Academic journal article The Journal of Business Forecasting Methods & Systems

Forecasting Using Data Warehousing Model: Wal-Mart's Experience

Academic journal article The Journal of Business Forecasting Methods & Systems

Forecasting Using Data Warehousing Model: Wal-Mart's Experience

Article excerpt

Describes why data warehousing system is needed, how it is used and what lessons are learned... provides guidelines for setting up such a system ... Wal-Mart's compulsive obsession to improve, rethink and improve again led the way toward the direction of data warehousing model.

It can be said that even today the forecasting process is generally fairly subjective, driven by intuition of so called "experts" who are company executives, sales force, and industry analysts whose prognostications have been far from satisfactory. As a result, companies can miss the boat on achieving profitability, reliability and a competitive vantage position in their industry. Wal-- Mart is a forerunner among retailers to recognize the value of investing in an information system to support their forecasting process. On account of their wise decisions, initiative and leadership in Collaborative Planning, Forecasting and Replenishment (CPFR) has taken a "great leap forward." Business relationships based on CPFR lead to synergies. Buyers and sellers leverage each other's assets and knowledge to create a supply chain whose value is greater than the sum of the parts. A data warehouse plays a pivotal role in gaining this knowledge. It enables companies to collect data from many sources, perform analyses, and make informed decisions in real time. In this article, we will show how Wal-Mart, the world's largest retailer, achieved excellence in retailing by incorporating a data warehouse. By doing so, the company has achieved competitive advantages and accuracy in its forecasting operations in an unprecedented manner. Businesses aspiring to be successful can learn a lesson or two from the Wal-Mart Model.

WAL-MART STORES

In 1962, Sam Walton opened his first Wal-Mart store in Rogers, Arkansas. Today, Wal-Mart's retail reach is limitless and market penetration enviable. Wal-Mart has annual revenues of nearly $100 billion, and more than 2,900 stores and Sam's Clubs in the United States. Internationally, the store operates more than 720 units. Wal-Mart employs more than 815,000 people in the United States and 220,000 abroad.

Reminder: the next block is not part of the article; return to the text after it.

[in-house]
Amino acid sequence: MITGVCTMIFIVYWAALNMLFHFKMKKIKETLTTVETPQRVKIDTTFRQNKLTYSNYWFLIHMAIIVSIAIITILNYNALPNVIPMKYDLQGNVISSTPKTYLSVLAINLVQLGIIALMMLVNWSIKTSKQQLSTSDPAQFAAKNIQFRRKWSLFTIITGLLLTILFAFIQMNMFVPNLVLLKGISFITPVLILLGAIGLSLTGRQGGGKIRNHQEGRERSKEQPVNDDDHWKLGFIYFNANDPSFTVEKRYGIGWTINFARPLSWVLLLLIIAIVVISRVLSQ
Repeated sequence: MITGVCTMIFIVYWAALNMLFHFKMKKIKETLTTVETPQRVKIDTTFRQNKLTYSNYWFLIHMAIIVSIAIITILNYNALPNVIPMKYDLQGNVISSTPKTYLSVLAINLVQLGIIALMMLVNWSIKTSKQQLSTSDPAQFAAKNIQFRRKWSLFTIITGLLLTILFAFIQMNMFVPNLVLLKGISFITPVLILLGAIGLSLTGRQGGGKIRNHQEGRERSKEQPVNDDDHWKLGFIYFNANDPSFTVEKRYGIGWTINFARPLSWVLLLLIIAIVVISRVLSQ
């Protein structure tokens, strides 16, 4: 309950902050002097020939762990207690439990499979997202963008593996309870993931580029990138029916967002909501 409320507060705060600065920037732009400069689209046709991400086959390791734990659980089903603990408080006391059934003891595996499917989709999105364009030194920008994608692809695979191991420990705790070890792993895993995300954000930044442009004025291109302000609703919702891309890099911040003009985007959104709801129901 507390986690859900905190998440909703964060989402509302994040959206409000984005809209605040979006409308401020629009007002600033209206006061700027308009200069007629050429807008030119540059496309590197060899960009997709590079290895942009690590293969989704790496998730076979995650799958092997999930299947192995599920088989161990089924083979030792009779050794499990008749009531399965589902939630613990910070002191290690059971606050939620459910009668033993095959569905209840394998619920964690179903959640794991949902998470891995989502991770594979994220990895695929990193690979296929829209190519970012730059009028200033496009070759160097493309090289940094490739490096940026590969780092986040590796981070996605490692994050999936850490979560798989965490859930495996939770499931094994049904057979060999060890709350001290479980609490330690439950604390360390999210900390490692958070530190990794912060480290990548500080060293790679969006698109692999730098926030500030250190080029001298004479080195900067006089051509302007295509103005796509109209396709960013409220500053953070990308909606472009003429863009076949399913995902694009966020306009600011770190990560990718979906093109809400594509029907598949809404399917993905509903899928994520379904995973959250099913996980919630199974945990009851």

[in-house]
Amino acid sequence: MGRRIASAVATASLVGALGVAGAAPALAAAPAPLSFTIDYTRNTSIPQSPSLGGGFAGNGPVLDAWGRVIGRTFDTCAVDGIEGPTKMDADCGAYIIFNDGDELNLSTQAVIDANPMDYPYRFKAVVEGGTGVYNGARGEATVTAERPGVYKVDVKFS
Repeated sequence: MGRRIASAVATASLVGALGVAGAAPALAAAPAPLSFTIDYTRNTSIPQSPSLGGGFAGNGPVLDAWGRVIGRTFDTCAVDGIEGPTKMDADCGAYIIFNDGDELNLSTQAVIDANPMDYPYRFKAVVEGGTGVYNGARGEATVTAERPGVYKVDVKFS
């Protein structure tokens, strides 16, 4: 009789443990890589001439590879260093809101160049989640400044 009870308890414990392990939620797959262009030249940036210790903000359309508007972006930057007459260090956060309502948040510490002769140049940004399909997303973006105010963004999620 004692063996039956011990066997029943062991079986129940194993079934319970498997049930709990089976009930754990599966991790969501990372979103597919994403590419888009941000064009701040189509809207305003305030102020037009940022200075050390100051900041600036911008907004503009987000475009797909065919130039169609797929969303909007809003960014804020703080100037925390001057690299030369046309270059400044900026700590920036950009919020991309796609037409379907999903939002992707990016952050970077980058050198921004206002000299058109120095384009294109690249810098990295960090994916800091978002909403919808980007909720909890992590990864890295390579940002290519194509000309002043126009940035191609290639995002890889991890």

From the start, one of the goals of Wal-Mart was to be the best store in town and to continue to grow and be successful. To this extent, Sam Walton believed in managing the chain "one store, one day at a time." Soon, Wal-Mart became successful and continued to grow and started moving out of the Midwest to become a nationally recognized retailer. With the rapid growth it became more and more difficult for Wal-- Mart to meet satisfactorily the needs of increasingly divergent customers. What worked in one store didn't necessarily work in another store. Consequently, management started losing its ability to manage "one store, one day at a time."

MANAGEMENT GROWTH DILEMMA

Wal-Mart's initial systems were capable of reporting only averages and summaries of their operations. They did not support management's changing needs. Soon Wal-Mart realized that relying on averages was not prudent, as it was not a true representation of any specific store at any specific time and for any specific market basket in the chain. Management realized that their decisions had to be very specific to a store level in order to meet the needs of the customers who came to that store. This triggered the need to obtain detailed information at a store level. Senior executives turned to Information Technology and Data Warehousing to regain their capability of managing their stores "one day at time." According to Rick Dalzell, Vice President of Applications Development, the store took the approach of "...want to know everything that happened in the store." This according to him is in stark contrast to their competitors. As such, Wal-Mart searched for a strategic partner capable of meeting their standards and their plans for the future. They found their match with NCR.

NCR's Teradata software, a data handling system, which is a core component used in the Wal-Mart's data warehouse, consists of 101 terabytes. …

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